Croatia has lost a total of 396,360 of its population since 2011, first results of the country’s 2021 census show. The latter is a statistical survey that is conducted at regular intervals, and collects basic data on demographic, ethnic, educational, economic, immigration and other demographic characteristics.
According to the census, Croatia now has a population of 3,888,529, which is 9.25 percent smaller than it was in 2011, when the last census was taken.
Meanwhile, the number of households in the country decreased by 80,615 families, or -5.31 percent, in contrast to the number of housing units, which increased by 103.534 percent, or 4.61 percent, compared to the 2011 census.
Commenting on the census results, Croatian demographer Stepan Sterk said that although the census results claim that there are 3,890,000 people living in Croatia, at least 50,000 of them are fictitious people who were counted.
We estimate that in 3,890,000 people, at least 50,000 were fictitious. This is easy to calculate when looking at the natural deterioration between the two censuses and “When you look at the departure, a negative migration balance does not appear. This happened because a part of the population that entered Croatia was not included in the census as a permanent population, so the difference is larger.”
Moreover, Sterc explains that among the 50,000 fictitious people who were enumerated, Croatian citizens who left after 1990 are included, who hold Croatian documents but are not permanent residents of the country, which means that the number of those who have left Croatia since then is higher. presents to be.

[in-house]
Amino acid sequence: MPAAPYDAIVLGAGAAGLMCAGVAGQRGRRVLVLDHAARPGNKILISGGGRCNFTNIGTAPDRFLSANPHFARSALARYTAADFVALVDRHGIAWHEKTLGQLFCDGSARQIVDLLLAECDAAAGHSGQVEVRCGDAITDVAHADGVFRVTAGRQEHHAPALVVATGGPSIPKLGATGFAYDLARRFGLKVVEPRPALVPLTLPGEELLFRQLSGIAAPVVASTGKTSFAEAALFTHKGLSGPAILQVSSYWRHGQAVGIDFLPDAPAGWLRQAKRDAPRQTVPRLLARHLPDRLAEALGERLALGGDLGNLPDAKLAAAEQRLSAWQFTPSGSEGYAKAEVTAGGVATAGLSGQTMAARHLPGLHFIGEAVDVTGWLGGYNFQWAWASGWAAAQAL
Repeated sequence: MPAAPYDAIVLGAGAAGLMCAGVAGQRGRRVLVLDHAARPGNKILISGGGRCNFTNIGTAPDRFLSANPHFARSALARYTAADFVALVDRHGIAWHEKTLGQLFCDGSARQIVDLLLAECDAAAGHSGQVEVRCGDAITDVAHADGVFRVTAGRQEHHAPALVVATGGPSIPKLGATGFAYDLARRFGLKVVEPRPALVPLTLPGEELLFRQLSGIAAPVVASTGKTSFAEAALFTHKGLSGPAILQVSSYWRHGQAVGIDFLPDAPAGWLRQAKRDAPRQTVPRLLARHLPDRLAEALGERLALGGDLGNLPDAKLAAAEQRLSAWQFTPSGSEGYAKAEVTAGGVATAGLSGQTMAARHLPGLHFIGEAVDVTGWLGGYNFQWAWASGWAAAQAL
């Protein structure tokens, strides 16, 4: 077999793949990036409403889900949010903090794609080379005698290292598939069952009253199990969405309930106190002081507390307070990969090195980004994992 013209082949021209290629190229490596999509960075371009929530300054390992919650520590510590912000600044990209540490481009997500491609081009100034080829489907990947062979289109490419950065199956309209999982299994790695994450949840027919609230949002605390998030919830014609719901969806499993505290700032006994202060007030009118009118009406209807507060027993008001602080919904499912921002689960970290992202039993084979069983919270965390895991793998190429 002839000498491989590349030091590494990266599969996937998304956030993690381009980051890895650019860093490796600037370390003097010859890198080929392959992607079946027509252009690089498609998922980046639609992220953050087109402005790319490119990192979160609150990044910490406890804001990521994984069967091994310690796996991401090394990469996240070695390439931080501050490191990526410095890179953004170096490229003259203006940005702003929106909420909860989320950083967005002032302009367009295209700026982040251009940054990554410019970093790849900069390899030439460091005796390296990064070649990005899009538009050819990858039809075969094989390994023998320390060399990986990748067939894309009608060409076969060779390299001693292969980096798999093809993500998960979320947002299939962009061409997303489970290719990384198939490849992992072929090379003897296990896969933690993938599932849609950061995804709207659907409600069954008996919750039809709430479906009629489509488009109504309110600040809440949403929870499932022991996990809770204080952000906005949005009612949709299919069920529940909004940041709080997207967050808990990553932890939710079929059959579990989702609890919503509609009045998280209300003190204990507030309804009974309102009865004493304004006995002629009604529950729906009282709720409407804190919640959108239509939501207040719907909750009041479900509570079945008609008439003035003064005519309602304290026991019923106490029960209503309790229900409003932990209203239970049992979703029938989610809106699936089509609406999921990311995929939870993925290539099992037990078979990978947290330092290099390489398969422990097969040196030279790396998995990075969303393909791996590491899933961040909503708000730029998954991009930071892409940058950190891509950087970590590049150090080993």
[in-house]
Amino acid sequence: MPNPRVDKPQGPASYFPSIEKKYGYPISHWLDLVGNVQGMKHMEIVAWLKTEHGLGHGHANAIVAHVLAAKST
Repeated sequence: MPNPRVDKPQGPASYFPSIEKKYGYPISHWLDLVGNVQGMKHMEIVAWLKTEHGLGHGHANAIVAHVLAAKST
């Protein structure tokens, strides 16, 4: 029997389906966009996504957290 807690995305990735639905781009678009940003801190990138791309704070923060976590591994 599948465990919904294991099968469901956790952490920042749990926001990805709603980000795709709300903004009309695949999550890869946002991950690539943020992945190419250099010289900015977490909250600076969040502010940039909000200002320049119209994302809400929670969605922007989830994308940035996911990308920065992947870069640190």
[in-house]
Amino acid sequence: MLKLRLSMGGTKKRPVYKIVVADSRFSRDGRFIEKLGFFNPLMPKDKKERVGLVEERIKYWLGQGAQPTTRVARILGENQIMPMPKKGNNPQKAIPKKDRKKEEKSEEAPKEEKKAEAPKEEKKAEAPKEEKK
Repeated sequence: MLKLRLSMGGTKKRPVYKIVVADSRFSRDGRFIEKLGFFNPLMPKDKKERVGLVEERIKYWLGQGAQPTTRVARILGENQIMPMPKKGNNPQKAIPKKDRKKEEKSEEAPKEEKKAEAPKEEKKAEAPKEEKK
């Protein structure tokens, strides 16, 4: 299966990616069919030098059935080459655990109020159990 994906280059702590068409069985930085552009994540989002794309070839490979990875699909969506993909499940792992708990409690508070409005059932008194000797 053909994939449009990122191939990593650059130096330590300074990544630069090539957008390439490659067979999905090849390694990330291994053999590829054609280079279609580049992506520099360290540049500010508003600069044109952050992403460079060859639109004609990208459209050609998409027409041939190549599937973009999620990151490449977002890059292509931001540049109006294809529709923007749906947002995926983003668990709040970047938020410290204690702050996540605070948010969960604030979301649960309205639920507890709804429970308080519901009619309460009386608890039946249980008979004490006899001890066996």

Moreover, he argues that if the government does not pay attention to demographers’ expectations and takes measures to stop mass immigration, the country could lose another half a million people in the next ten years.
“The big loss is the natural disappearance of Croatia, 160,000 people, those others who left Croatia in the perception of a natural development of the state may be Croatian wealth such wealth in some other country where there is more population in immigration than in the area of residence,” Sterke explained “.
He noted that the authorities are taking the necessary measures to encourage births and marriage, because 80 percent of children are born from marriage. He also suggested selective immigration so that Croatia could encourage young people from other countries to move to its territory.
Since Croatia joined the European Union in 2013, more than a quarter of a million Croats have left the country to work in other EU countries, particularly in Germany, Austria and Ireland. UN projections predict that Croatia will likely have a population of only 2.5 million people by the end of the century.